Host an Event Volunteer Join Tickets

Support the plant database you love!

Q. Who is Mr. Smarty Plants?

A: There are those who suspect Wildflower Center volunteers are the culpable and capable culprits. Yet, others think staff members play some, albeit small, role. You can torture us with your plant questions, but we will never reveal the Green Guru's secret identity.

Help us grow by giving to the Plant Database Fund or by becoming a member

Did you know you can access the Native Plant Information Network with your web-enabled smartphone?

Share

Ask Mr. Smarty Plants

Ask Mr. Smarty Plants is a free service provided by the staff and volunteers at the Lady Bird Johnson Wildflower Center.

Search Smarty Plants
See a list of all Smarty Plants questions

Please forgive us, but Mr. Smarty Plants has been overwhelmed by a flood of mail and must take a break for awhile to catch up. We hope to be accepting new questions again soon. Thank you!

Need help with plant identification, visit the plant identification page.

 
rate this answer
186 ratings

Monday - March 10, 2008

From: Poway, CA
Region: California
Topic: Herbs/Forbs, Shrubs, Trees
Title: Different kinds of plants living in subarctic areas
Answered by: Nan Hampton

QUESTION:

What are the different kinds of plants live in the subarctic areas?

ANSWER:

The subarctic includes the Canadian provinces, Alaska, Scandinavia, Siberia, northern Mongolia and northern China—in other words, the high latitudes south of the Arctic Circle (66° 33' N) and north of 70°N latitude. The soils tend to be acidic and boggy. As you go nearer to the Arctic Circle, you will find the soils will be frozen tundra for a good part of the year. There the plants are small and the primary trees you find are very small willows. There is also an abundance of mosses, grasses and sedges. Here is a link to some plants you can see on the Alaska tundra. As you go south in the subarctic you will begin to find conifers (spruces—Picea mariana (black spruce) and Picea glauca (white spruce), firs—Abies lasiocarpa (subalpine fir), and larches—Larix laricina (tamarack)) and there are smaller broadleaf trees such as birches—Betula papyrifera (paper birch), poplars—Populus tremuloides (quaking aspen) and willows. The growing season is short but the daylight hours (sunlight for photosynthesis) are long so that the plants can grow rapidly. Click here to see some giant "domesticated" Alaskan plants.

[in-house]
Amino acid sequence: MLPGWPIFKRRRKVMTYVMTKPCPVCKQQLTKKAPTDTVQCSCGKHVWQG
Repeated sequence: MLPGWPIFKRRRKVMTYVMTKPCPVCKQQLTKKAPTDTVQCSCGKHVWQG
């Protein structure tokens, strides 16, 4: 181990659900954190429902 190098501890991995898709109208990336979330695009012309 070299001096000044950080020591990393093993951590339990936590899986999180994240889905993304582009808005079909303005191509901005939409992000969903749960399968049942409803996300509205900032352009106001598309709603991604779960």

One good way to see what sorts of plants grow in the subarctic region is to go to our Native Plant Database and do a Combination Search on Alaska (or one of the Canadian provinces). You can also pick what type of plant you are interested in. If you do a combination search on "Alaska" and then "Tree" under Habit you will find 43 entries and see that there are lots of conifers and small broadleaf trees—but no oaks.

Here are a few photographs of typical plants you might see in subarctic Alaska:
 

More Herbs/Forbs Questions

Need perennials for front beds in south-facing house ib San Angelo, TX.
February 12, 2012 - What perennials will work in my front beds of southern facing house in West Texas?
view the full question and answer

Wide appearance of Texas Bluebells in Hillsboro TX
July 07, 2011 - I thought Texas Bluebells were rare, endangered and liked wet places. So why, after at least a dozen years of not seeing any and during this horrible drought am I seeing them where I have never seen t...
view the full question and answer

Flowering native plants for Evanston IL
July 12, 2009 - What flowering, native plants would be suitable for a backyard garden in Evanston Illinois?
view the full question and answer

Plants for red clay in Hattiesburg, MS
May 16, 2011 - Looking for plants and flowers to plant in red clay?
view the full question and answer

It's so hot, even the Salvia greggii are sad, in Bulverde Texas
July 28, 2011 - I have several Salvia greggii in large terra cotta pots. The leaves have developed a yellowish tint and are thinning. What is the best process to get them back to full green foilage?
view the full question and answer

Support the Wildflower Center by Donating Online or Becoming a Member today.